Today the key challenge for Red River Michif is to overcome the destructive drives of colonial americans and canadians, who like to rationalize their hostility to it and any other language besides english as, "For the good of the children. They'll be more successful if they only speak english." In reality, Indigenous children and adults are more successful when they are able to fluently speak the languages of their own communities and english and/or french. Michif language courses are available at Turtle Mountain in north dakota, and there is a series of children's books and classes in development mainly in saskatchewan by the Gabriel Dumont Institute and affiliates. It remains to be seen what will happen next, whether Michif will make it, or if it may end up being reincarnated so to speak via the development of Plains Cree as spoken by the Métis communities in central and southern alberta.

  1. For those wanting a clear description, the Méis Nation is an ongoing community that has developed post-european invasion on the northern plains of north america. Its cultural and political centre is at Red River, now misnamed Winnipeg, in Manitoba.
  2. The notion of a standardized version of a language is frustrating, because it is such a sensible and useful idea that can go so horribly wrong. We have all benefited from widespread agreement on a standard written form of the languages we read for example, and unusual vocabulary and the like are less likely to be excised than glossed in a non-stigmatizing way. Yet when it comes to the spoken language, standardization is impossible, yet instead of focussing on whether we can understand one another when we need to, differences of vocabulary and accent have been designated markers of social status.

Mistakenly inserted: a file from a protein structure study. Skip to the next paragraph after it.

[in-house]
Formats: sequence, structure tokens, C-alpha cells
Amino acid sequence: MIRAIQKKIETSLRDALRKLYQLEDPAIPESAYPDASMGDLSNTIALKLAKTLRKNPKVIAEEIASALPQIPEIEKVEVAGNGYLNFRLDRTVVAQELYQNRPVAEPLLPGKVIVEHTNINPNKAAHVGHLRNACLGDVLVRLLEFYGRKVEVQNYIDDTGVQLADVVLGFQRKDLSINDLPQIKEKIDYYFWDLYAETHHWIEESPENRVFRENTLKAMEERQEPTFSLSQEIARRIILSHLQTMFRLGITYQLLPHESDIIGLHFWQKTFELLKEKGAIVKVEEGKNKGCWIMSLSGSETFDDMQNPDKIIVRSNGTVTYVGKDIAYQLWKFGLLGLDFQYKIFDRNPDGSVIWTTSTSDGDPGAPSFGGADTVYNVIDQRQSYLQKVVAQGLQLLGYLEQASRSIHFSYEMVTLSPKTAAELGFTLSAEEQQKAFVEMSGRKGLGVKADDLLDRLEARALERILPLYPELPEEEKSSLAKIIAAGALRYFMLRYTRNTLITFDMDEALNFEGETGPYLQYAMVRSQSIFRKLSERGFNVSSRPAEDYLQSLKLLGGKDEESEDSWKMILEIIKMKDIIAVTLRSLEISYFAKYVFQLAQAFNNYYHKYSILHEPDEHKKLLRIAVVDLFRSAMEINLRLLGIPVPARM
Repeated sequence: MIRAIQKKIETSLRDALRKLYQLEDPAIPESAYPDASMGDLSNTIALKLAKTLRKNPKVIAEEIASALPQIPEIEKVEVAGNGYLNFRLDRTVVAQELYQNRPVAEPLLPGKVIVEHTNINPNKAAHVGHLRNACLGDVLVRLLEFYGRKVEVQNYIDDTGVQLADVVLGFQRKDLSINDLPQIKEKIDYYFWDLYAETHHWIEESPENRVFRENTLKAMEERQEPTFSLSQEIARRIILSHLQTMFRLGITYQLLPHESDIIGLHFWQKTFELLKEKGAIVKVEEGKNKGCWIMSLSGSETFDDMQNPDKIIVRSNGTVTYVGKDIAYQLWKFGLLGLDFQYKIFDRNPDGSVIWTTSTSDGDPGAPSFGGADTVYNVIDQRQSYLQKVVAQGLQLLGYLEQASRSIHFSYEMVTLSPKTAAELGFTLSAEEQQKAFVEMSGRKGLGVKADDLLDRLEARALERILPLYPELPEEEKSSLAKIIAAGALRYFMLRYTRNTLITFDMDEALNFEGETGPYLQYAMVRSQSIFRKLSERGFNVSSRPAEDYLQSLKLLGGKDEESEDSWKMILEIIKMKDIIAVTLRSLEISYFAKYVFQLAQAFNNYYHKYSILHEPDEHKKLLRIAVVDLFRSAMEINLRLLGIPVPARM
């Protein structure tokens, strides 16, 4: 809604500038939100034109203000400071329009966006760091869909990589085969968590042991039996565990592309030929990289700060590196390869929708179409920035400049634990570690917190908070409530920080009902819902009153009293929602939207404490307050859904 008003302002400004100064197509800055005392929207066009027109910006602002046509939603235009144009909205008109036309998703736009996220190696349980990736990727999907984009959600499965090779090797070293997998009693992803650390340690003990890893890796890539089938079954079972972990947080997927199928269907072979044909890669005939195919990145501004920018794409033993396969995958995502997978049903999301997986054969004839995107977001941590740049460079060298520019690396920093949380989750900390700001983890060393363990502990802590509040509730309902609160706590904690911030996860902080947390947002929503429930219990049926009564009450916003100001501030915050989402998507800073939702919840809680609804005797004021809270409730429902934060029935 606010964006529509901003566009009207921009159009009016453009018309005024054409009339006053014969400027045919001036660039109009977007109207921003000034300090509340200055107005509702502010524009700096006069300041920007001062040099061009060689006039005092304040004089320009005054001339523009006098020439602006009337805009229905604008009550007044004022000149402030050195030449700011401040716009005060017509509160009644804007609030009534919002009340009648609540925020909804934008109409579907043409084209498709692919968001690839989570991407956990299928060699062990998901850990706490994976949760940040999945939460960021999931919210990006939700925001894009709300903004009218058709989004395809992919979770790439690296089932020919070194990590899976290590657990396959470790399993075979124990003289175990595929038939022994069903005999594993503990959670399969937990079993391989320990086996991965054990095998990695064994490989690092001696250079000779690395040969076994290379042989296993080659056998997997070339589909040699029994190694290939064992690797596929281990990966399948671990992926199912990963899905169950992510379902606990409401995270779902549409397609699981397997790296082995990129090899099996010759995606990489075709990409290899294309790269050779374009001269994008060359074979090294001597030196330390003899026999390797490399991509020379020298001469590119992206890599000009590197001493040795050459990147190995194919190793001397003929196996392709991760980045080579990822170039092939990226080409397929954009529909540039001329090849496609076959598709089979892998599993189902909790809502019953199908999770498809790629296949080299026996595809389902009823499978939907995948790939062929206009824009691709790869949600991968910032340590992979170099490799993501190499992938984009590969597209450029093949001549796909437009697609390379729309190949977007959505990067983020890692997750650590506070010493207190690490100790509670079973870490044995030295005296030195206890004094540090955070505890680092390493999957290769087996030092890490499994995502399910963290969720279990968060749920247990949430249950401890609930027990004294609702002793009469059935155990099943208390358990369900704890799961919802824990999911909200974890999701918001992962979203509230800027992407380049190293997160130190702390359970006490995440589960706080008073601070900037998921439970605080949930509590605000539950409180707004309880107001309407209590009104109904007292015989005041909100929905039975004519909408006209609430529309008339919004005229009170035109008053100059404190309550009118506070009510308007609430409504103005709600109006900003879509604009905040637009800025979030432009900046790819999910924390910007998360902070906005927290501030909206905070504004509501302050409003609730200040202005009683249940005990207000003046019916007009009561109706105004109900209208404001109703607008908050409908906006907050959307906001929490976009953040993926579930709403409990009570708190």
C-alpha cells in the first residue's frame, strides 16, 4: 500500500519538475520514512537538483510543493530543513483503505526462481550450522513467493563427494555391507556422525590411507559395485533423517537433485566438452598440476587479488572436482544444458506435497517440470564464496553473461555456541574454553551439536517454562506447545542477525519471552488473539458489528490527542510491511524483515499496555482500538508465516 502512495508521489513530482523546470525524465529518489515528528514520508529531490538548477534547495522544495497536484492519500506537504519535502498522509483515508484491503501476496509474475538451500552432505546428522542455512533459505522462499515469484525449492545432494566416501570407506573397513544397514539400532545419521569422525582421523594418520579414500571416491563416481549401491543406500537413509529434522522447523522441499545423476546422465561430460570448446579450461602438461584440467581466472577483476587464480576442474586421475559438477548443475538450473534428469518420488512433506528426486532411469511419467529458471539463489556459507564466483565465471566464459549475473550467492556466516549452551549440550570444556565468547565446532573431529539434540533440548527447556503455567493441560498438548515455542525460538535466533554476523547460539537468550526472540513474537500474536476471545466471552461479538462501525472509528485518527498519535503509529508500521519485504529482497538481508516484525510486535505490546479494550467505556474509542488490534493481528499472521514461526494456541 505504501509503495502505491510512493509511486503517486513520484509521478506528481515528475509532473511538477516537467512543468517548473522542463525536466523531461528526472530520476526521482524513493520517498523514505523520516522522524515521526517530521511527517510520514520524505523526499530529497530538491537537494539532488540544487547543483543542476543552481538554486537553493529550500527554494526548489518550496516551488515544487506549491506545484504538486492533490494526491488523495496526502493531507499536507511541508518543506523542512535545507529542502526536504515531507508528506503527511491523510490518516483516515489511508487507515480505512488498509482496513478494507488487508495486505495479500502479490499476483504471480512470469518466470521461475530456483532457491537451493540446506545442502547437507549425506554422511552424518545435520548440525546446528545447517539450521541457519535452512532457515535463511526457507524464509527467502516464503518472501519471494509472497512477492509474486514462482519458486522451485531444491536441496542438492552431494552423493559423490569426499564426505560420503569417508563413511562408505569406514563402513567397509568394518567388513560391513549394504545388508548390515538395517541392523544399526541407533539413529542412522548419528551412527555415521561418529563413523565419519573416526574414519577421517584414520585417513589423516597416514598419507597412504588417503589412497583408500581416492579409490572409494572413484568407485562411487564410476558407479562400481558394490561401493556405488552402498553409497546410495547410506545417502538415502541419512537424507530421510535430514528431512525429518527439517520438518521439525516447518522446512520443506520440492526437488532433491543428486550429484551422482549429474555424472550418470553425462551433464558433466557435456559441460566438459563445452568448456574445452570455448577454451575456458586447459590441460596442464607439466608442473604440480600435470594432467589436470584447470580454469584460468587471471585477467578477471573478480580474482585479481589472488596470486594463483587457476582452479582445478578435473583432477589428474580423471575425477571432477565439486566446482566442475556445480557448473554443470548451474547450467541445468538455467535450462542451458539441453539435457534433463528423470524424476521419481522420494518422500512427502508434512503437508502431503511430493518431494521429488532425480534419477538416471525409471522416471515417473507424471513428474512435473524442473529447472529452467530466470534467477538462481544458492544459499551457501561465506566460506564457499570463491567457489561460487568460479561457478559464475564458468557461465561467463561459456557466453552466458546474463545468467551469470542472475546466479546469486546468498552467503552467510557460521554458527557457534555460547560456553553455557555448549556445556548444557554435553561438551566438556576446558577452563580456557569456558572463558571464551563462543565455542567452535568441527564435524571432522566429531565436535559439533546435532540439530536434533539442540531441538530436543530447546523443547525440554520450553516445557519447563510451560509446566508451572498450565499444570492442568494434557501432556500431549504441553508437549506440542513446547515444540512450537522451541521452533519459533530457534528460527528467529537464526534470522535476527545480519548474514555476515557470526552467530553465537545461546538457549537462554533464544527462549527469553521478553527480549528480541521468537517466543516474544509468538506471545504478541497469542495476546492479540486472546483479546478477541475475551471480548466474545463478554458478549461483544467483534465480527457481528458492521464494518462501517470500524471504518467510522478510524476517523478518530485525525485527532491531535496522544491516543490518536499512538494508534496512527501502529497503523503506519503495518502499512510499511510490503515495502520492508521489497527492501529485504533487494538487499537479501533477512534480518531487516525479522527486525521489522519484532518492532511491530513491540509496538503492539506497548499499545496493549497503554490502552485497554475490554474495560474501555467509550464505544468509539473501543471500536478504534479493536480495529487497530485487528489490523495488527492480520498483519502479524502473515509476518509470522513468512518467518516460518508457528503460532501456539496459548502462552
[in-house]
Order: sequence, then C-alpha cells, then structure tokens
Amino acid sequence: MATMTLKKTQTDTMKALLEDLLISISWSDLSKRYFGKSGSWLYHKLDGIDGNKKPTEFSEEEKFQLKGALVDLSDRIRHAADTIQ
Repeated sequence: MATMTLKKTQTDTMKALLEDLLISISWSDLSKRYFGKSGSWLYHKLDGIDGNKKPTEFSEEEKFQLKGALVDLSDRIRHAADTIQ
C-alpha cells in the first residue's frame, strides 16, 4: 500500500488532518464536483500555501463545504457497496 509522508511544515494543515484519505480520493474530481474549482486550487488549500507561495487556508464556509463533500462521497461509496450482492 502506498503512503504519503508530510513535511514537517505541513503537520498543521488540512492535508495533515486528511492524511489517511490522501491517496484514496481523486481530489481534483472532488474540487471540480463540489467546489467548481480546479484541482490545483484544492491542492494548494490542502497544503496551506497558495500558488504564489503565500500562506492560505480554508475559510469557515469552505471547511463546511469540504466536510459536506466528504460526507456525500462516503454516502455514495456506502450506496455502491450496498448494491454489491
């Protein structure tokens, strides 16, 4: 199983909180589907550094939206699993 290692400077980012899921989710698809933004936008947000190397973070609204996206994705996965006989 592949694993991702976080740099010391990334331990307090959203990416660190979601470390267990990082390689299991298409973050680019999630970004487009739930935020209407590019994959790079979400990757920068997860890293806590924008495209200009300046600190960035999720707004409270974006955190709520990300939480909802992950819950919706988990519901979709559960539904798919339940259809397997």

3. The more detailed information on Michif in this article is drawn from "A Langugae of Our Own": The Genesis of Michif, the Mixed French-Cree Language of the Canadian Métis by Peter Bakker (Oxford: Oxford University Press, 1997). The linguistic information in the book is excellent, but it is important to bear in mind that it was published in 1997, so the socio-cultural information is dated in some important areas.

    As the subtitle shows, Métis Nation members are referred to as "canadian" which makes no sense, especially because the language is spoken by Métis living on both sides of the present 49th parallel, and we are citizens of our nation, not canada or the united states. Bakker also repeats what are now acknowledged inaccurate racialized descriptions of what being Métis means.

  4. Bakker, pages 118-119.
  5. Bakker, pages 146, 263.
  6. Bakker, pages 45, 146.
  7. Québec french has its primary origins in dialects in the normandy region of france.
  8. Bakker, pages 251-253.
  9. Bakker, page 163.
  10. Bakker, pages 166-168.
  11. Bakker, page 164.
Copyright © C. Osborne 2024
Last Modified: Monday, January 01, 2024 01:26:43